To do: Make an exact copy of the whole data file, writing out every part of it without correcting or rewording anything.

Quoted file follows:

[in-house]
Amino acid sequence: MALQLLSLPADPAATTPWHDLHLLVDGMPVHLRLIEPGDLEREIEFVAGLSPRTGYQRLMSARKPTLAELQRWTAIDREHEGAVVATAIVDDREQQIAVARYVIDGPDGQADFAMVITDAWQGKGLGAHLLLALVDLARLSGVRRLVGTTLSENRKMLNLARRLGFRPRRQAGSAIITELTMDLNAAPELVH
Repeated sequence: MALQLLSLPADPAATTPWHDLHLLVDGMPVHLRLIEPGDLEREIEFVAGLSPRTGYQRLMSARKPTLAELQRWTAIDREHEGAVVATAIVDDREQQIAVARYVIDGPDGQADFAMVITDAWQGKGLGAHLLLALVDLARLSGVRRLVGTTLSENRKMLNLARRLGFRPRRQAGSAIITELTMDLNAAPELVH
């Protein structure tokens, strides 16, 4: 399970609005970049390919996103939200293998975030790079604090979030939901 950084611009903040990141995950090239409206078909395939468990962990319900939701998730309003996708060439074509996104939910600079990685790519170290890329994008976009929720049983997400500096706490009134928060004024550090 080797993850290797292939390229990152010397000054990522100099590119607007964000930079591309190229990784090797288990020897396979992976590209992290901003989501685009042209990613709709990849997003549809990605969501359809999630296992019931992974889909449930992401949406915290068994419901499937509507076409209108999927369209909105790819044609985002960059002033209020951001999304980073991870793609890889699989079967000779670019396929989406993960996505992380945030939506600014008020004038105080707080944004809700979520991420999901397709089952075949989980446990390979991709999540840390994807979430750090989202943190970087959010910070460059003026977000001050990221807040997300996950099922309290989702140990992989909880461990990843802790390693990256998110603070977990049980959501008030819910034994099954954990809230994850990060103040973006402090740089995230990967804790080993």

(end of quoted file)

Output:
[in-house]
Amino acid sequence: MALQLLSLPADPAATTPWHDLHLLVDGMPVHLRLIEPGDLEREIEFVAGLSPRTGYQRLMSARKPTLAELQRWTAIDREHEGAVVATAIVDDREQQIAVARYVIDGPDGQADFAMVITDAWQGKGLGAHLLLALVDLARLSGVRRLVGTTLSENRKMLNLARRLGFRPRRQAGSAIITELTMDLNAAPELVH
Repeated sequence: MALQLLSLPADPAATTPWHDLHLLVDGMPVHLRLIEPGDLEREIEFVAGLSPRTGYQRLMSARKPTLAELQRWTAIDREHEGAVVATAIVDDREQQIAVARYVIDGPDGQADFAMVITDAWQGKGLGAHLLLALVDLARLSGVRRLVGTTLSENRKMLNLARRLGFRPRRQAGSAIITELTMDLNAAPELVH
């Protein structure tokens, strides 16, 4: 399970609005970049390919996103939200293998975030790079604090979030939901 950084611009903040990141995950090239409206078909395939468990962990319900939701998730309003996708060439074509996104939910600079990685790519170290890329994008976009929720049983997400500096706490009134928060004024550090 080797993850290797292939390229990152010397000054990522100099590119607007964000930079591309190229990784090797288990020897396979992976590209992290901003989501685009042209990613709709990849997003549809990605969501359809999630296992019931992974889909449930992401949406915290068994419901499937509507076409209108999927369209909105790819044609985002960059002033209020951001999304980073991870793609890889699989079967000779670019396929989406993960996505992380945030939506600014008020004038105080707080944004809700979520991420999901397709089952075949989980446990390979991709999540840390994807979430750090989202943190970087959010910070460059003026977000001050990221807040997300996950099922309290989702140990992989909880461990990843802790390693990256998110603070977990049980959501008030819910034994099954954990809230994850990060103040973006402090740089995230990967804790080993």